Work has gone well lately. Today I finished my complete analysis on our largest European customers. The analysis was like 42 pages of just dense, dry, boring numbers. I tried to liven it up with colorful vocabulary, weird case studies, quips, commentaries, inappropriate or immature jokes, and other such things that might keep the reader out of a mental institution, but it was still a rather tough pill to swallow. At least the graphs were nice. And I got to use “jamboree”. Speaking of not-often used words, the other day (and by that I mean like 3 weeks ago) I was proofreading a friend’s paper when I came across the word “philosophes”. No, that was not “philosophies” with a typo. “Philosophes”, or, (generally) French Enlightenment thinkers. I hadn’t heard that word since literally 2006. Definitely made my day. Now that you’re all questioning whether I belong in a mental institution…

Henning is currently on holiday in Poland with his family. He left last Tuesday, and beforehand I had a meeting with he and Simon to sort of hand over control of me from Henning to Simon. Consequently I’m reporting to Simon now for the time being, which would be nice, if he hadn’t left this morning for the UK. So basically I’m now outsourced labor despite not having been outsourced. But yes, I’m outsourced in that I am working elsewhere from my immediate bosses and will be taking a lot of orders via phone. I want to clarify that I’m not complaining about this, I just find it rather interesting (just like I found it interesting when Henning told me that SES employees get 27 paid vacation days per year. Twenty. Seven. Let’s say the office is open 50 weeks per year times 5 days, that’s 250 days. Over 10% of the days are therefore vacation. In theory you could basically take off from Thanksgiving onwards and not come back until next year and still be paid. I’ll be that’s the very longest thought within a single set of parenthesis that any of the 6 readers of this blog have ever seen. And if it’s not, I’d really like to hear what is. Seriously, email it to me,

ANYWAY… other than that, I showed Ludmila my Russia+CIS analysis (which dealt exclusively with her customers). Brief aside: Ludmila is Bulgarian. She is a phenomenally sweet lady, but, by nature of her Eastern European-ness (if there is such a word), I was expecting her thoughts on my paper to generally be “what can you improve”, rather than “what have you done right”. Again, I’d like to point out that she is one of my favorite people at the office, and I do really enjoy working with her, but I was just expecting a more negative critique. Quite the contrary, the first thing she said was how impressed she was with the writing quality, and that there was significantly more in this paper than she had told me in the interview I had with her, which showed a good bit of initiative and outside research. She also gave me some wonderful pointers on how to improve the paper, and I definitely feel like it is better as a result. Overall a very good chat, and one which really showed that she is a very skillful critique, as she picked up a number of small details that I’d’ve never picked up had I read the thing 10 times (which I’m probably absorbed enough in my own work to do). Other than that, on the work front not a whole lot has been going on. Again, I finished my novel of a European customer analysis (the table of contents was two pages, it contained 14,933 words, it required an industrial-strength stapler, 7 teams of oxen were required to carry it from my desk to Simon’s office (a path now known as the Oregon Trail), the weight alone nearly collapsed the building, a rainforest the size of Ukraine was cut down to produce the paper, and other massive under-statements like that. You read that correctly. Understatements…).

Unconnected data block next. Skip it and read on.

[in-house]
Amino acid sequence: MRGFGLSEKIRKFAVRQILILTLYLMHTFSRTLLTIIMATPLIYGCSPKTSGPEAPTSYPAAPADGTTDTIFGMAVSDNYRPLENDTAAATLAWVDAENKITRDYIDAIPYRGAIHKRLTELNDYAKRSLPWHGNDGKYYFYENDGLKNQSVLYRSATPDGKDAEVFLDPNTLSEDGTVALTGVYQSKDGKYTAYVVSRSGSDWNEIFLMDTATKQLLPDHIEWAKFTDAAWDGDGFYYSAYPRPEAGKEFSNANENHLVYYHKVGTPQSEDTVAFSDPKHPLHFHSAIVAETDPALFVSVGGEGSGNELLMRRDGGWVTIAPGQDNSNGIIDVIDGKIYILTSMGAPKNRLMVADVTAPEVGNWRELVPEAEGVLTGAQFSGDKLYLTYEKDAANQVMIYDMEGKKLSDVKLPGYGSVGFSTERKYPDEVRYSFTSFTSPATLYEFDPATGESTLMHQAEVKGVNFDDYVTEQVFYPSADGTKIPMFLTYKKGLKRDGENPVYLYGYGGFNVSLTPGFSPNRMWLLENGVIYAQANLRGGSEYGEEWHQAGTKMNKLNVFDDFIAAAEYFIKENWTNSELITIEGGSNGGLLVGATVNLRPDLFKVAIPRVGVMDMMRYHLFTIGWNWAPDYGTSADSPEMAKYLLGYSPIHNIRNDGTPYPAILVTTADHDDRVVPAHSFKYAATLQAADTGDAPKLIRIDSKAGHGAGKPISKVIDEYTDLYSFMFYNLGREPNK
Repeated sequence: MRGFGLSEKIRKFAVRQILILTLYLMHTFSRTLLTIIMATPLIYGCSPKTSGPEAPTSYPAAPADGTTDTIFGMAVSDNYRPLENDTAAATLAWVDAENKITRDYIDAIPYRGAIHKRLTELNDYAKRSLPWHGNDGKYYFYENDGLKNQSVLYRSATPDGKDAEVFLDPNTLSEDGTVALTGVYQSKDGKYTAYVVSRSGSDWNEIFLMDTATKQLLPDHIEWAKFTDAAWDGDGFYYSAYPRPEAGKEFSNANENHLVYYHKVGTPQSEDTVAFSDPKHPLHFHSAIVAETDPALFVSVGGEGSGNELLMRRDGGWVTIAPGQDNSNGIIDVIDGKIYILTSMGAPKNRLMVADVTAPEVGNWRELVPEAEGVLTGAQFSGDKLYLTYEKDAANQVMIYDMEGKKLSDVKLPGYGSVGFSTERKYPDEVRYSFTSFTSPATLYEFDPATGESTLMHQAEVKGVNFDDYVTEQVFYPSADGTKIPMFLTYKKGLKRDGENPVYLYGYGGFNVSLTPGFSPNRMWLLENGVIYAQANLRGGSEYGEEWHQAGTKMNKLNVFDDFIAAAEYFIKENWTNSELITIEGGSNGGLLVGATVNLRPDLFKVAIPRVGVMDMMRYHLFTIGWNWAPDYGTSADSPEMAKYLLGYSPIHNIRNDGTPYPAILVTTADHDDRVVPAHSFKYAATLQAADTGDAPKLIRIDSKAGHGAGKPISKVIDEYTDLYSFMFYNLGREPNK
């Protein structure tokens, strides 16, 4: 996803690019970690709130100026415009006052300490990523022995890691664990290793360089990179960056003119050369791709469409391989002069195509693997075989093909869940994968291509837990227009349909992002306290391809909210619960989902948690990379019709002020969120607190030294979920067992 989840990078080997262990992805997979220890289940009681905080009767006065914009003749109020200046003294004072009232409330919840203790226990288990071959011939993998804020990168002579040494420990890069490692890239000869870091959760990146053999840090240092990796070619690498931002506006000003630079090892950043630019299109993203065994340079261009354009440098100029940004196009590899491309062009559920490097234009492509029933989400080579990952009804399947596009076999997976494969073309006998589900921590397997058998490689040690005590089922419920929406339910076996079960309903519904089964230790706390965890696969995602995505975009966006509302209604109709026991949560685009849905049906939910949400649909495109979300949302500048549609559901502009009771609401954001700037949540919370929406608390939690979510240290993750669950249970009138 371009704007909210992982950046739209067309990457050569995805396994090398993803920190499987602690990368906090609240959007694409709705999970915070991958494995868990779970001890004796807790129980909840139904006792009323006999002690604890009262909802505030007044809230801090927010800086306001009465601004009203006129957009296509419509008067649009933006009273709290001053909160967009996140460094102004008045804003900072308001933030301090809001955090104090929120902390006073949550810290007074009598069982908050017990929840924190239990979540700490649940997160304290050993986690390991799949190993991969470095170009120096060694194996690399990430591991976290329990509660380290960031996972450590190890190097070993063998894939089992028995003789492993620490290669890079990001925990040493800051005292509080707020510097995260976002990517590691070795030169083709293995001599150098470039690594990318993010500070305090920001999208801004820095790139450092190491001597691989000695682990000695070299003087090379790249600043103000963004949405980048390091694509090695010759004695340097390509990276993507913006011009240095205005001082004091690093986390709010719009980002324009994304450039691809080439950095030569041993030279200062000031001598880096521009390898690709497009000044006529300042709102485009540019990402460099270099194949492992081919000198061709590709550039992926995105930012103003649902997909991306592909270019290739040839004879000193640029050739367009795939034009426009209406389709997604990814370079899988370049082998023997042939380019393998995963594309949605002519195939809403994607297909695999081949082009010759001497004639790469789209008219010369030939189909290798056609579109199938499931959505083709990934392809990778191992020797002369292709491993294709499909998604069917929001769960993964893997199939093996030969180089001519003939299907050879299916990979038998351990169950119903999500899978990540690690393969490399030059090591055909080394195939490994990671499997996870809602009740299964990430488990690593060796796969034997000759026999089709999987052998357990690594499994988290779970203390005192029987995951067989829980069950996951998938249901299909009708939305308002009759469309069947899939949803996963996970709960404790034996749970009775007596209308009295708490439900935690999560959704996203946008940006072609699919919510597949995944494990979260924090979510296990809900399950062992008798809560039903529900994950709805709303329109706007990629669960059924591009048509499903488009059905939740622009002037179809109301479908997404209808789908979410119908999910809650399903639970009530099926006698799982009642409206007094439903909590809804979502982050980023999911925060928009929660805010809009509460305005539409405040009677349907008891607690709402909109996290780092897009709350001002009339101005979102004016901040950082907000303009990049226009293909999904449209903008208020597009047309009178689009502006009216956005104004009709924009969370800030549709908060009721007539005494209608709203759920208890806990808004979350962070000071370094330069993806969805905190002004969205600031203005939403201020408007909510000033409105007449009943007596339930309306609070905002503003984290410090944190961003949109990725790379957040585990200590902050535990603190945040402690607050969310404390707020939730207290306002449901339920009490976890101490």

So now to the fun (or… not so fun?) stuff, the World Cup. As many of you probably saw (and as many of you didn’t because I’d assume that about 75% of the readers (i.e. 3 people) are American), the World Cup happened to occur this summer. For those who don’t know, Holland made the final. I already went into detail about the pandemonium surrounding our quarterfinal beheading of Dunga and his joga bonito-ing Brazilian fighting squad, so that’s the end of that. Tuesday of last week we played Uruguay in the semi’s. We went out to a 3-1 lead late in the second half, Uruguay scored a 2nd to make it close, but we held for a 3-2 win. The Netherlands went into pandemonium. There were fireworks, flares, mortars, bazookas, insurgents, Taliban (now we’re getting politically incorrect)… but you get the idea, it was nuts. The next night Spain upset arguably the most German team on the planet, Germany, with a 1-0 win. This made an all-European final of Spain and Netherlands, in a matchup that pitted the stylish, free-flowing Spaniards against the orange, oranje, and anaranjado Dutch.